A government study prepared for Congress in the mid 1990s offered the following assessment of the dangers of the radioactive weapons: "As much as 70 percent of a DU penetrator can be aerosolized when it strikes a tank. Aerosols containing DU oxides may contaminate the area downwind. DU fragments may also contaminate the soil around the struck vehicle." It adds that there are many paths by which the resulting particles may enter the body - by inhalation, ingestion, or through open wounds. The report then states, "If DU enters the body, it has the potential to generate significant medical consequences. The risks associated with DU in the body are both chemical and radiological."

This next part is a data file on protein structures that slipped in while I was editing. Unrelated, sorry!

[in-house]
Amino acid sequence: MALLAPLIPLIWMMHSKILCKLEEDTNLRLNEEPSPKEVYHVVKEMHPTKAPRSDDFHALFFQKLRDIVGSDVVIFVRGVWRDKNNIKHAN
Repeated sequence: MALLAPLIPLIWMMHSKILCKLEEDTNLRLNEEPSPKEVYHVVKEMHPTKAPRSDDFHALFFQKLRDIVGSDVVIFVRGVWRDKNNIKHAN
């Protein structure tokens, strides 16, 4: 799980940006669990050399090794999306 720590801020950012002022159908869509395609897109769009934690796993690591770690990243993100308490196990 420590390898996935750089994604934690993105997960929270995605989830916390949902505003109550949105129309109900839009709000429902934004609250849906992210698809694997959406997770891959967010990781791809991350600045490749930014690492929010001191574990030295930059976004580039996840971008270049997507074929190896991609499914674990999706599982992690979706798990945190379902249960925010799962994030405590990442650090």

Once inside the lungs or kidneys, uranium particles tend to stay, causing illnesses such as lung cancer and kidney disease that may take decades to show up. According to Dr. J. W. Gofman, a leading expert and critic of low-level radiation risks, particles of uranium smaller than 5 micron in diameter can become permanently trapped in the lungs. By one estimate, a trapped, single uranium oxide particle of this size could expose the adjacent lung tissue to approximately 1,360 rem per year--about 8,000 times the annual radiation dosage considered safe by federal regulations for whole body exposure.